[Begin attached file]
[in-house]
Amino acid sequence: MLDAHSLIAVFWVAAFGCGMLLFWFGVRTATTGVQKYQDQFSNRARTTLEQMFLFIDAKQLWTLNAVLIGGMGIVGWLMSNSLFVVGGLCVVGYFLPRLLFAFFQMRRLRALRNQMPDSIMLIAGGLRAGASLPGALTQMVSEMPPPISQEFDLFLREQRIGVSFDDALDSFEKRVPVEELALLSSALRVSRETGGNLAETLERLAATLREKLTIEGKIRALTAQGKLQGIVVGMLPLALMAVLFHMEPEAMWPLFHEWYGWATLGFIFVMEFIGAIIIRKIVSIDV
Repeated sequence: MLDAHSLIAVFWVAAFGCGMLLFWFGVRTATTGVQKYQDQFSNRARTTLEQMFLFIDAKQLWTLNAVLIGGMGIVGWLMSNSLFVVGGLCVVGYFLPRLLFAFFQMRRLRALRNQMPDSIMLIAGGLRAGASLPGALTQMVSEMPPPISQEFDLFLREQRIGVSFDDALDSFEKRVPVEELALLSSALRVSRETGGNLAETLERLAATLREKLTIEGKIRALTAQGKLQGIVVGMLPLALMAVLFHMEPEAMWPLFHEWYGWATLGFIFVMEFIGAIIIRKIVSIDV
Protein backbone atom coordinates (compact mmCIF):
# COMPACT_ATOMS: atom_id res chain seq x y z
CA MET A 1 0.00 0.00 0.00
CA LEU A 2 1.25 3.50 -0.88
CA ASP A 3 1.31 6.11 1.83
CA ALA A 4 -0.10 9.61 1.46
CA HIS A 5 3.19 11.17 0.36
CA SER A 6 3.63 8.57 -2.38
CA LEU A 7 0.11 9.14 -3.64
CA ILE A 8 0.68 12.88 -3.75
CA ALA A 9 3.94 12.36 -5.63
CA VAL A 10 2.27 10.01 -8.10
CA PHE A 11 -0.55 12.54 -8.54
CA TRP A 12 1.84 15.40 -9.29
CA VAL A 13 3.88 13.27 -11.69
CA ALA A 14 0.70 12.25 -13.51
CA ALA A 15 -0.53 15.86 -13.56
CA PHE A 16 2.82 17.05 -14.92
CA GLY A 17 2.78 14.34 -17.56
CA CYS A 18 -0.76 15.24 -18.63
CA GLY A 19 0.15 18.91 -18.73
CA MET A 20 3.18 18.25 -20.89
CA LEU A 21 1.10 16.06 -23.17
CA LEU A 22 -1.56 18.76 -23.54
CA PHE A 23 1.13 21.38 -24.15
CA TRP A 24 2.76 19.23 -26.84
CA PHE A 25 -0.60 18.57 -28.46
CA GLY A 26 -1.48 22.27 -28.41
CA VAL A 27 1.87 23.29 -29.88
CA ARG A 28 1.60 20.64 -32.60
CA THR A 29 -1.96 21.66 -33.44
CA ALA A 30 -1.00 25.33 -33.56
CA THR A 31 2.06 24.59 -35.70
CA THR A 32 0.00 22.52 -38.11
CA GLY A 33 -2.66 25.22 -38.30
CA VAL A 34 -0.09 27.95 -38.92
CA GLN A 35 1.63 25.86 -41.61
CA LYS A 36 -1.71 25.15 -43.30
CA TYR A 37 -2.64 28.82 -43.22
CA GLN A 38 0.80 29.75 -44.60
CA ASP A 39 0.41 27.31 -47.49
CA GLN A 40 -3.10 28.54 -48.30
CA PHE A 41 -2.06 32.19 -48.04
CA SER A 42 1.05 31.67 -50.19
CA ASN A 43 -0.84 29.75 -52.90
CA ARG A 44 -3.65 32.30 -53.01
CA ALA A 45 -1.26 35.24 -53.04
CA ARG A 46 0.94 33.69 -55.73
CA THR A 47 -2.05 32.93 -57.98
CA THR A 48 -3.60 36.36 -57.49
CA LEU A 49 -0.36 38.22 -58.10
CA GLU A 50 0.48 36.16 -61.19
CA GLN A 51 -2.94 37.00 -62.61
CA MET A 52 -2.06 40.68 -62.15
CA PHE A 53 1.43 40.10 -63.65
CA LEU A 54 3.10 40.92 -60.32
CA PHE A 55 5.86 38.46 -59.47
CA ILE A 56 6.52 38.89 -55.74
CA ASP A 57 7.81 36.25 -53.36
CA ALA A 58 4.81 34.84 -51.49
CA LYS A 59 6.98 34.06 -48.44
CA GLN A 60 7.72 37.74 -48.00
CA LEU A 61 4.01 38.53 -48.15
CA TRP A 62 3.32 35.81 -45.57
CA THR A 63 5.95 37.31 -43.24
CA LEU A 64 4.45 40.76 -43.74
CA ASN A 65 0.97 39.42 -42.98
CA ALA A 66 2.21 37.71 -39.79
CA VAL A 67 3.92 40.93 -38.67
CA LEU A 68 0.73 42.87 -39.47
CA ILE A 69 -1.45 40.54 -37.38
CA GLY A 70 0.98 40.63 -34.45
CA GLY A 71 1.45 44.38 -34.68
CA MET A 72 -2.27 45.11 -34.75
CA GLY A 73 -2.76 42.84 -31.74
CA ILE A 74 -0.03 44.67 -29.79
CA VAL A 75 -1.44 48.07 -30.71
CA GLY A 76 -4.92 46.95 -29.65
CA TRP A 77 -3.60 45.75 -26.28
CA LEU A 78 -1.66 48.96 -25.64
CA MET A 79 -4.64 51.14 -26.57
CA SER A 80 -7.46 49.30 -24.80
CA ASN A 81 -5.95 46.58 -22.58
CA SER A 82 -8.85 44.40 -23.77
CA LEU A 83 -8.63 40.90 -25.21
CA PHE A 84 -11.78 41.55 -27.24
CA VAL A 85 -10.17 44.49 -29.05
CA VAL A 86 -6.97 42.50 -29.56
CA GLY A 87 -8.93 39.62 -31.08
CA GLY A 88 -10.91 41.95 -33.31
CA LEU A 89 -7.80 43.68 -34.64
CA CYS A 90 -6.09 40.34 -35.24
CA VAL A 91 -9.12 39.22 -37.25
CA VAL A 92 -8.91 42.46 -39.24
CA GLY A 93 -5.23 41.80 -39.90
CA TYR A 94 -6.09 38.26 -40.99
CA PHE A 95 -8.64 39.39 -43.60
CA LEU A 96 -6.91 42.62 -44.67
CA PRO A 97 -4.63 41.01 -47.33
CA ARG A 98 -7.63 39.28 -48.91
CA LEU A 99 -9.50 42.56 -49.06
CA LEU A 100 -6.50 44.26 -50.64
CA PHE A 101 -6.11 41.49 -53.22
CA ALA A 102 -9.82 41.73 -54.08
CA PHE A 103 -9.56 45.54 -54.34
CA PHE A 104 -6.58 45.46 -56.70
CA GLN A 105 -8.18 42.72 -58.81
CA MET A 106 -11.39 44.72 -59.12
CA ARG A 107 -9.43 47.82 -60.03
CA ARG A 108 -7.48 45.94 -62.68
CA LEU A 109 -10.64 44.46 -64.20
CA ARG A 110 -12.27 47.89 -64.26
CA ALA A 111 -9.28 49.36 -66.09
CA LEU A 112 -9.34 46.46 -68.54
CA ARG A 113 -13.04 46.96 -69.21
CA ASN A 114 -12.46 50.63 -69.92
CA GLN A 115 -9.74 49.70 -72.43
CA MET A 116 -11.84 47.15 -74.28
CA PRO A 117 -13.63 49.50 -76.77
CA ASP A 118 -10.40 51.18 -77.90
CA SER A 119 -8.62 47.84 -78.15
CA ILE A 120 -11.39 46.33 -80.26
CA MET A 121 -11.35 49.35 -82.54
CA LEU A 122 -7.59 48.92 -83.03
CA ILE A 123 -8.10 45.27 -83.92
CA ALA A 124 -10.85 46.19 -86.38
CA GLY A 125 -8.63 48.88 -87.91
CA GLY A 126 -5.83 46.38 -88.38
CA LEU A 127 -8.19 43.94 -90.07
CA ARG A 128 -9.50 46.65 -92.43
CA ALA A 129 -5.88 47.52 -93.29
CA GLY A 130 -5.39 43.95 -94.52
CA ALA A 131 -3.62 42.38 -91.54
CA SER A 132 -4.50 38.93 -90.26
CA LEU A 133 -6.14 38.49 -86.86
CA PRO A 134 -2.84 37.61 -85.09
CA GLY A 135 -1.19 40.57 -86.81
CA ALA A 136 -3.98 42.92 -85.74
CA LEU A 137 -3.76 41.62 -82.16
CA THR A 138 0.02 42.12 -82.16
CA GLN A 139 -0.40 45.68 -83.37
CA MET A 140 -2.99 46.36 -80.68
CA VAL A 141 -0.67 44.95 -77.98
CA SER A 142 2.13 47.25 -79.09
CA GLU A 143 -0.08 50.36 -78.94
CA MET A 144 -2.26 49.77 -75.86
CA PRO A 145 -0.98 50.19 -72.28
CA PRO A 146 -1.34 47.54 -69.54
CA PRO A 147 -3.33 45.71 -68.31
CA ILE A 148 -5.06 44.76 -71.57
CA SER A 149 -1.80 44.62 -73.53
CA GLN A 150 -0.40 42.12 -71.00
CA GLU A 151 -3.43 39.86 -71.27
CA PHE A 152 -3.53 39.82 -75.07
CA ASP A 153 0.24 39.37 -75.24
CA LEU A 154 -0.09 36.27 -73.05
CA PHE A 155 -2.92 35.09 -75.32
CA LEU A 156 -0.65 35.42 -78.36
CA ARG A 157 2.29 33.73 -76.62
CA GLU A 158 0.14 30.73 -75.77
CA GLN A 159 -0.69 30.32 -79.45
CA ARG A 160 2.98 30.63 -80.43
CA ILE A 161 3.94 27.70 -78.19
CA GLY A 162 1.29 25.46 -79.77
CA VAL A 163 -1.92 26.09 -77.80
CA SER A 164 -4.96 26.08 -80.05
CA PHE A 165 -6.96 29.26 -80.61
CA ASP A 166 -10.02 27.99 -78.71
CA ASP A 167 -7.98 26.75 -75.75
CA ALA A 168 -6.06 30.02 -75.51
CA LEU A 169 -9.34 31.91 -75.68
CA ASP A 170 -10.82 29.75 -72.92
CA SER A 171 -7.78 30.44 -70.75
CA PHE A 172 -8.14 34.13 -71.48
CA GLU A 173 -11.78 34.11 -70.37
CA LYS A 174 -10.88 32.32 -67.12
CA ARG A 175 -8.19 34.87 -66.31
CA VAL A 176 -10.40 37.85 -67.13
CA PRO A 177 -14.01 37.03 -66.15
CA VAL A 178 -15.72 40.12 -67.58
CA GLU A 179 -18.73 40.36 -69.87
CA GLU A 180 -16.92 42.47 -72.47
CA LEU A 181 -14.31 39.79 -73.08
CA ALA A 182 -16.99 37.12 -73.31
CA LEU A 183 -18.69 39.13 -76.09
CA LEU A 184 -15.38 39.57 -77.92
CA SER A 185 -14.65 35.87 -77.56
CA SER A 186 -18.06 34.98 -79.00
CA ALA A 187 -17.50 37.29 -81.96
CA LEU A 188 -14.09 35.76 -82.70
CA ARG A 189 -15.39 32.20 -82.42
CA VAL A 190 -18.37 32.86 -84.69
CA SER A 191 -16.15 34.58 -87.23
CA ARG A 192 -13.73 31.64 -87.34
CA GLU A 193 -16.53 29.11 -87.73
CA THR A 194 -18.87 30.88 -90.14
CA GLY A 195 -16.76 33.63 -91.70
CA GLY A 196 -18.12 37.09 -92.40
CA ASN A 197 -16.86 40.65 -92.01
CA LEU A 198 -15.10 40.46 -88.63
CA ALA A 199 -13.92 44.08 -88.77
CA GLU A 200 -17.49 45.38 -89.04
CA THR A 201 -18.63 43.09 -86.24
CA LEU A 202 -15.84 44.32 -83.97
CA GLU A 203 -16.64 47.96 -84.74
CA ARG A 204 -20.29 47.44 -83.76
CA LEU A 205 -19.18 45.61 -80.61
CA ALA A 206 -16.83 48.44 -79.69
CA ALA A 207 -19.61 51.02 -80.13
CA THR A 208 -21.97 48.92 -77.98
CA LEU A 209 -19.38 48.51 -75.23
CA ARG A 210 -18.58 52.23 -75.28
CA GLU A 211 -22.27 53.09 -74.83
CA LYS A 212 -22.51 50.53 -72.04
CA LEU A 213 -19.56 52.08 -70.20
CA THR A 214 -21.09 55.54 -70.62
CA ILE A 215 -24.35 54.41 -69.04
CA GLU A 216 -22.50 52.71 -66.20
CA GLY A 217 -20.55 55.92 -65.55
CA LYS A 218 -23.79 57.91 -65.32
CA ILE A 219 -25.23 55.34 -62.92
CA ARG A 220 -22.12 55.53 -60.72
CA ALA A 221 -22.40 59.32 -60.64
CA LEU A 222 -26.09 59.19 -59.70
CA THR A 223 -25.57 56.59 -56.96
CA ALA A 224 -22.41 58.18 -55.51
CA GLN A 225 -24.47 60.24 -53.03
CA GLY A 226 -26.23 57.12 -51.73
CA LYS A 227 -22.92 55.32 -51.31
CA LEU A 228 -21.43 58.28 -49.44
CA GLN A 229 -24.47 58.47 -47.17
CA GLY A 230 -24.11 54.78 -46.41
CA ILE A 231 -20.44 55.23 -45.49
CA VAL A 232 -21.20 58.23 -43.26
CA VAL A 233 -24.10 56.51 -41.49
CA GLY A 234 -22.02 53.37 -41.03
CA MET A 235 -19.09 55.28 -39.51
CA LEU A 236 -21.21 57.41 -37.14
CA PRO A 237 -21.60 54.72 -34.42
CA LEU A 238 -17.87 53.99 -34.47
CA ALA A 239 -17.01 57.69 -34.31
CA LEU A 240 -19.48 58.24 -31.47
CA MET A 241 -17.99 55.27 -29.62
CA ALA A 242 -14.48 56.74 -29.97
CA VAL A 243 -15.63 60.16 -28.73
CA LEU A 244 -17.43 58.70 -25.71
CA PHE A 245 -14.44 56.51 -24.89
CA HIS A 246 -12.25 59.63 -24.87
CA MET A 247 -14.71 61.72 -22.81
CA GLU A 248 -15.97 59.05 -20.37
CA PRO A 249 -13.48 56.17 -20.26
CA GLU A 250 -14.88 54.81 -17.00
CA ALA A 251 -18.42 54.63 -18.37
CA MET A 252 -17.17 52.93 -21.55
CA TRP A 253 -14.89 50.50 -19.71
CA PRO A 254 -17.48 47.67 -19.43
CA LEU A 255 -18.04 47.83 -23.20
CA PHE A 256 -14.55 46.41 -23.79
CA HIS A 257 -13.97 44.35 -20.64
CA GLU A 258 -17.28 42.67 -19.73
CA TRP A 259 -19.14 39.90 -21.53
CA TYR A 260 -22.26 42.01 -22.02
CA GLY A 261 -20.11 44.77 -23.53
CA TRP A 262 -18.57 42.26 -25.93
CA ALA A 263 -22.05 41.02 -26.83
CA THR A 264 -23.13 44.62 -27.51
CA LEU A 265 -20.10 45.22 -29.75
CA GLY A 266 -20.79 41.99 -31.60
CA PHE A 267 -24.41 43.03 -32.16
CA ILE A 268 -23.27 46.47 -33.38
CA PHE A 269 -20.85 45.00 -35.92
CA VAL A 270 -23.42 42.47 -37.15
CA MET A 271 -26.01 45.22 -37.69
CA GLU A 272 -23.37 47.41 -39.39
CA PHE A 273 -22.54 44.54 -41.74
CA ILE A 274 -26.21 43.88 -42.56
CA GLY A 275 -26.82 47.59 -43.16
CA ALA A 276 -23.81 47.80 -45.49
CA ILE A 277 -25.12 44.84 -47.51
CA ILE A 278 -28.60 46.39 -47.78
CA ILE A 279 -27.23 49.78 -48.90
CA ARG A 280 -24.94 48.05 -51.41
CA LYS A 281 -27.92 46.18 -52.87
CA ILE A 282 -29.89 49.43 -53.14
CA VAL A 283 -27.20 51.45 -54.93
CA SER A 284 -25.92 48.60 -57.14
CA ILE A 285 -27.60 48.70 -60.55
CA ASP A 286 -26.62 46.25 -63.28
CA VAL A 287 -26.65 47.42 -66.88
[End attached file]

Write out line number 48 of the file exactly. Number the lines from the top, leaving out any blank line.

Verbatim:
CA ASN A 43 -0.84 29.75 -52.90